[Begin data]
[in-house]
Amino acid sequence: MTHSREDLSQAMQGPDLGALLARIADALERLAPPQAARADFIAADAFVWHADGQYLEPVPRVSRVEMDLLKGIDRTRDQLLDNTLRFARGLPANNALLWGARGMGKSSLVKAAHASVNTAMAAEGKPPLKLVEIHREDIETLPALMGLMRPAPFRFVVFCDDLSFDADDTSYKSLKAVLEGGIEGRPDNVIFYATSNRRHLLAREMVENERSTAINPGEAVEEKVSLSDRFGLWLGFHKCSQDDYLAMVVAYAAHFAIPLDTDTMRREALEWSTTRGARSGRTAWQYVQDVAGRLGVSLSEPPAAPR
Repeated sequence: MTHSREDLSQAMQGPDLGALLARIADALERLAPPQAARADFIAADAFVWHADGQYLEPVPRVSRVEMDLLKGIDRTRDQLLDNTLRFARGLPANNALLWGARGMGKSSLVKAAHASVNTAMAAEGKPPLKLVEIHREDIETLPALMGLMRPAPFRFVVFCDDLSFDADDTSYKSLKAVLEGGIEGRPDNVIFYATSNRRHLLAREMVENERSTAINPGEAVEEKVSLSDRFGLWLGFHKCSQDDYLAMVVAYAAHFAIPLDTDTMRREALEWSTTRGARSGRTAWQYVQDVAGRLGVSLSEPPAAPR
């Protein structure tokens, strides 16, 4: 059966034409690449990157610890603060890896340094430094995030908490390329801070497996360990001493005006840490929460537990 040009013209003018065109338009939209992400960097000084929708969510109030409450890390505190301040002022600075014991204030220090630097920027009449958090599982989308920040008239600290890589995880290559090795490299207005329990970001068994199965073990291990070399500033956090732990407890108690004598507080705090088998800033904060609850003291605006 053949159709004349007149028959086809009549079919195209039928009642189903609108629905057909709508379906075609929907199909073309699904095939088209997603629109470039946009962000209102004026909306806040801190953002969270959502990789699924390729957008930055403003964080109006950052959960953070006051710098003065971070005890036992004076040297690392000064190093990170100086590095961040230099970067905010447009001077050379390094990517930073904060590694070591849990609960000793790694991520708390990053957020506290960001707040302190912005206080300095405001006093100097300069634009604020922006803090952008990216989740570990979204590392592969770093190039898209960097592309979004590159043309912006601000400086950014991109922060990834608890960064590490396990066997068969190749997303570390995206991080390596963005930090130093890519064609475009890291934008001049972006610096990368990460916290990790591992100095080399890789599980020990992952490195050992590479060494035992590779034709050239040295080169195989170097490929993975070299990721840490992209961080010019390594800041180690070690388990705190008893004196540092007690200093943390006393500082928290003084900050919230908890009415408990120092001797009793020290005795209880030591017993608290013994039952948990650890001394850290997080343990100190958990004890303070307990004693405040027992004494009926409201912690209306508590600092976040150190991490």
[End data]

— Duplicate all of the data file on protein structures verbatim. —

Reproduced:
[in-house]
Amino acid sequence: MTHSREDLSQAMQGPDLGALLARIADALERLAPPQAARADFIAADAFVWHADGQYLEPVPRVSRVEMDLLKGIDRTRDQLLDNTLRFARGLPANNALLWGARGMGKSSLVKAAHASVNTAMAAEGKPPLKLVEIHREDIETLPALMGLMRPAPFRFVVFCDDLSFDADDTSYKSLKAVLEGGIEGRPDNVIFYATSNRRHLLAREMVENERSTAINPGEAVEEKVSLSDRFGLWLGFHKCSQDDYLAMVVAYAAHFAIPLDTDTMRREALEWSTTRGARSGRTAWQYVQDVAGRLGVSLSEPPAAPR
Repeated sequence: MTHSREDLSQAMQGPDLGALLARIADALERLAPPQAARADFIAADAFVWHADGQYLEPVPRVSRVEMDLLKGIDRTRDQLLDNTLRFARGLPANNALLWGARGMGKSSLVKAAHASVNTAMAAEGKPPLKLVEIHREDIETLPALMGLMRPAPFRFVVFCDDLSFDADDTSYKSLKAVLEGGIEGRPDNVIFYATSNRRHLLAREMVENERSTAINPGEAVEEKVSLSDRFGLWLGFHKCSQDDYLAMVVAYAAHFAIPLDTDTMRREALEWSTTRGARSGRTAWQYVQDVAGRLGVSLSEPPAAPR
């Protein structure tokens, strides 16, 4: 059966034409690449990157610890603060890896340094430094995030908490390329801070497996360990001493005006840490929460537990 040009013209003018065109338009939209992400960097000084929708969510109030409450890390505190301040002022600075014991204030220090630097920027009449958090599982989308920040008239600290890589995880290559090795490299207005329990970001068994199965073990291990070399500033956090732990407890108690004598507080705090088998800033904060609850003291605006 053949159709004349007149028959086809009549079919195209039928009642189903609108629905057909709508379906075609929907199909073309699904095939088209997603629109470039946009962000209102004026909306806040801190953002969270959502990789699924390729957008930055403003964080109006950052959960953070006051710098003065971070005890036992004076040297690392000064190093990170100086590095961040230099970067905010447009001077050379390094990517930073904060590694070591849990609960000793790694991520708390990053957020506290960001707040302190912005206080300095405001006093100097300069634009604020922006803090952008990216989740570990979204590392592969770093190039898209960097592309979004590159043309912006601000400086950014991109922060990834608890960064590490396990066997068969190749997303570390995206991080390596963005930090130093890519064609475009890291934008001049972006610096990368990460916290990790591992100095080399890789599980020990992952490195050992590479060494035992590779034709050239040295080169195989170097490929993975070299990721840490992209961080010019390594800041180690070690388990705190008893004196540092007690200093943390006393500082928290003084900050919230908890009415408990120092001797009793020290005795209880030591017993608290013994039952948990650890001394850290997080343990100190958990004890303070307990004693405040027992004494009926409201912690209306508590600092976040150190991490």